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Friday, June 12, 2015

A History of Strategy chapter 4

A bit late on this one. The chapter 4 quiz. We'll push back the chapter 5 quiz to 20 June as a result. I thought this was one of the more interesting chapters, as it delves a little deeper into some of the specifics.

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13 Comments:

Anonymous zen0 June 12, 2015 9:44 AM  

Thanks Vox.


As part of reading the chapter, I looked up the various figures mentioned to get more detail. One was Henry Lloyd, who was mentioned as a forerunner of von Bulow. MvC calls him a British officer, but he was not allowed in the British army (Welsh Jacobite). He served with the Russians, Austrians, and French. So he WAS British, WAS an officer, but not a British officer.

Henry Lloyd and the Military Enlightenment of Eighteenth-Century Europe

Specialists will profit from this biography of Lloyd and will agree that it has restored him to his proper place as "the father of military sociology" and "possibly the most important military intellectual of his era"....

Now, I don't know if that is all true, but it is interesting.

Blogger Mr.MantraMan June 12, 2015 12:03 PM  

70%. Barely acceptable

Anonymous ODG June 12, 2015 12:04 PM  

I was surprised to find out that Clausewitz and Sun Tzu were such opposites when it came to their philosophies. Considering the esteem in which both are held, I expected much more agreement.

It seems that they both see war as an extension of politics, so is it fair to say that Sun Tzu focuses more on the political aspects, and Clausewitz on the military?

Anonymous zen0 June 12, 2015 1:31 PM  

> It seems that they both see war as an extension of politics, so is it fair to say that Sun Tzu focuses more on the political aspects, and Clausewitz on the military?


It is deeper than that. It is the basic difference in paradigms of thought between East and West. The East assumes a balance and harmony in nature that they seek to preserve. The West assumes a will to power where one seeks an imbalance that works in one's favor.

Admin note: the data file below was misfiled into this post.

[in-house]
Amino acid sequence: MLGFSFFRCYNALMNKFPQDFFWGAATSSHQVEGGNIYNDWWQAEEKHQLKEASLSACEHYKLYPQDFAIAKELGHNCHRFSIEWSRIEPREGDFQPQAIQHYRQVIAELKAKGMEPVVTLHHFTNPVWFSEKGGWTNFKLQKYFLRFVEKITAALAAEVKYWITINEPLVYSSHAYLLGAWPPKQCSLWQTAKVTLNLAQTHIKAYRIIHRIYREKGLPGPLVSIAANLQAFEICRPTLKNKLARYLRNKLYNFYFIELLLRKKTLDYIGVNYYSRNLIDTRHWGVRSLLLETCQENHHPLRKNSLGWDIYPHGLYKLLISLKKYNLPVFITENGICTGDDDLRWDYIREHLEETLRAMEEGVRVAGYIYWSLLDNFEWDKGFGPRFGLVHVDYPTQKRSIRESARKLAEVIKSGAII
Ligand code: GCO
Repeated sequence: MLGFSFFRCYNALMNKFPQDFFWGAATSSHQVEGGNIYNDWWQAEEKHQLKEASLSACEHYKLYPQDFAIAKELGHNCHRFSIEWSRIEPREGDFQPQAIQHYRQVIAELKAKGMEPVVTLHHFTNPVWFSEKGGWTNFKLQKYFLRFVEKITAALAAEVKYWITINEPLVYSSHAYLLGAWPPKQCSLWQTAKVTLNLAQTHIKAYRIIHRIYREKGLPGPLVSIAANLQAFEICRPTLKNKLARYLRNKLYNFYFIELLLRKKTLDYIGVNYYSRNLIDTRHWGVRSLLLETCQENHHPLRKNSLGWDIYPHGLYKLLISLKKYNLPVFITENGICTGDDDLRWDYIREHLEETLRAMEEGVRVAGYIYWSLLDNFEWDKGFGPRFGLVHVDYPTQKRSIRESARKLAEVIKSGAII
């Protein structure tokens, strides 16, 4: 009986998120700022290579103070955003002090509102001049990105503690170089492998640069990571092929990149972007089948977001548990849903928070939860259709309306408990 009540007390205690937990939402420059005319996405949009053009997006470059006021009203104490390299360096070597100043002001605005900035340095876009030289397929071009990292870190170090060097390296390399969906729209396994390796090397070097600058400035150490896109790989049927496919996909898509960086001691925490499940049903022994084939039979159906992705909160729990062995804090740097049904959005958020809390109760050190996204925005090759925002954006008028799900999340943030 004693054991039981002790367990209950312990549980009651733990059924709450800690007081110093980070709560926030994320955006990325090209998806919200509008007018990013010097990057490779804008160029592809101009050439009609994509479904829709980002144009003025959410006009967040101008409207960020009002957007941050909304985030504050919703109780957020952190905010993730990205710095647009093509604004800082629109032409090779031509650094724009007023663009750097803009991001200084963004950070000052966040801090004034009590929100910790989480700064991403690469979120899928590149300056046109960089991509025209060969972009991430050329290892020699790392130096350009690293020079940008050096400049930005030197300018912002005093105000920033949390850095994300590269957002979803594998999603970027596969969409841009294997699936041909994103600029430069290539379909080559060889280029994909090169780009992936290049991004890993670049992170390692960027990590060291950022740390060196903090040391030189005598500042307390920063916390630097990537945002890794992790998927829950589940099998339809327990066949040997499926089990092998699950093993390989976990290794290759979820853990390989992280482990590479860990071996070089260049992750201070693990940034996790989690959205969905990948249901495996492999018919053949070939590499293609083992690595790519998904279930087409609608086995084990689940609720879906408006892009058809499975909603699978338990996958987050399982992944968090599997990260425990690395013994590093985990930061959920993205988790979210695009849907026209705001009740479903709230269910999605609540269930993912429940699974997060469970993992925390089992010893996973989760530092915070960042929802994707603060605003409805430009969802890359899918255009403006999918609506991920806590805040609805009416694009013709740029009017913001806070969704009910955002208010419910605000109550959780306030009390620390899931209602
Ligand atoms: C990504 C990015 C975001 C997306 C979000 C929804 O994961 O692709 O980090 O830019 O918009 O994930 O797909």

Outcomes are judged on different templates.

Blogger LP 999/Eliza June 12, 2015 2:19 PM  

Thank you, I am buying Crevalds work, I love his writing. I'll be re-reading his book for the 4th time and still glean data I totally glossed over.

Anonymous ODG June 12, 2015 2:59 PM  

"Outcomes are judged on different templates."

But isn't the outcome the same in each case: victory? I just find it odd that if the desired outcome is victory, that two totally different approaches to it are both held in such high esteem.

Perhaps I just need to keep reading the book, and save my questions for the end.

Anonymous zen0 June 12, 2015 4:39 PM  

> But isn't the outcome the same in each case: victory? I just find it odd that if the desired outcome is victory, that two totally different approaches to it are both held in such high esteem.

Because both transcend their particular time period to have universal application.
Victory of course is the goal, but as van Creveld points out, the Chinese would find Clausewitz's recommendations barbaric while Clausewitz would find the Chinese approach as unnecessarily complex and risky.

A difference of philosophy.

Location 835 in my book describes how Clausewitz goes back to the way of Aristotle, in makeing a distinction between means and ends. In Chinese thought, there is no such distinction. This is the East/West divide.

It is probably better to ask questions and make comments for each chapter.
You might forget by the end. Plus, there may be people who have the same question but don't ask.


Anonymous zen0 June 12, 2015 7:30 PM